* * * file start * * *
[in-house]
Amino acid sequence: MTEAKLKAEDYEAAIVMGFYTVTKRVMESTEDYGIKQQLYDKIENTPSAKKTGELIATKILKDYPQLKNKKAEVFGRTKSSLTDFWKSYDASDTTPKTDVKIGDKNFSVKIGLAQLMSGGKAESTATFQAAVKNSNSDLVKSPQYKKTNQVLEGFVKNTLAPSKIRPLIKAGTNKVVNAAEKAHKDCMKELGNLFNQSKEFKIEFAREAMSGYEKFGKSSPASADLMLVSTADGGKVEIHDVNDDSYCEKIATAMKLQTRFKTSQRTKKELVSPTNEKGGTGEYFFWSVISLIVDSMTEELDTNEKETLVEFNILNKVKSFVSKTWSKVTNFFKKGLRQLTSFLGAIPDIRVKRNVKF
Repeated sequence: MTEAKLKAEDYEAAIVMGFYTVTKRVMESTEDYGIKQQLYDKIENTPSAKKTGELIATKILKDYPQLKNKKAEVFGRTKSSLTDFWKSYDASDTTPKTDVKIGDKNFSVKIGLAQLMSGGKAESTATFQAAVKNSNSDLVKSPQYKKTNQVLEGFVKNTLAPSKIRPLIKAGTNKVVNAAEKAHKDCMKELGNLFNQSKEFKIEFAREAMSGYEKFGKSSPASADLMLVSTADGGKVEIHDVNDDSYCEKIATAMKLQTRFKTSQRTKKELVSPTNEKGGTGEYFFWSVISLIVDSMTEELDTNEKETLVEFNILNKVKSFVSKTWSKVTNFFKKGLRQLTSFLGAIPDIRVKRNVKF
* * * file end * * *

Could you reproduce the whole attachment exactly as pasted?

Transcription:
[in-house]
Amino acid sequence: MTEAKLKAEDYEAAIVMGFYTVTKRVMESTEDYGIKQQLYDKIENTPSAKKTGELIATKILKDYPQLKNKKAEVFGRTKSSLTDFWKSYDASDTTPKTDVKIGDKNFSVKIGLAQLMSGGKAESTATFQAAVKNSNSDLVKSPQYKKTNQVLEGFVKNTLAPSKIRPLIKAGTNKVVNAAEKAHKDCMKELGNLFNQSKEFKIEFAREAMSGYEKFGKSSPASADLMLVSTADGGKVEIHDVNDDSYCEKIATAMKLQTRFKTSQRTKKELVSPTNEKGGTGEYFFWSVISLIVDSMTEELDTNEKETLVEFNILNKVKSFVSKTWSKVTNFFKKGLRQLTSFLGAIPDIRVKRNVKF
Repeated sequence: MTEAKLKAEDYEAAIVMGFYTVTKRVMESTEDYGIKQQLYDKIENTPSAKKTGELIATKILKDYPQLKNKKAEVFGRTKSSLTDFWKSYDASDTTPKTDVKIGDKNFSVKIGLAQLMSGGKAESTATFQAAVKNSNSDLVKSPQYKKTNQVLEGFVKNTLAPSKIRPLIKAGTNKVVNAAEKAHKDCMKELGNLFNQSKEFKIEFAREAMSGYEKFGKSSPASADLMLVSTADGGKVEIHDVNDDSYCEKIATAMKLQTRFKTSQRTKKELVSPTNEKGGTGEYFFWSVISLIVDSMTEELDTNEKETLVEFNILNKVKSFVSKTWSKVTNFFKKGLRQLTSFLGAIPDIRVKRNVKF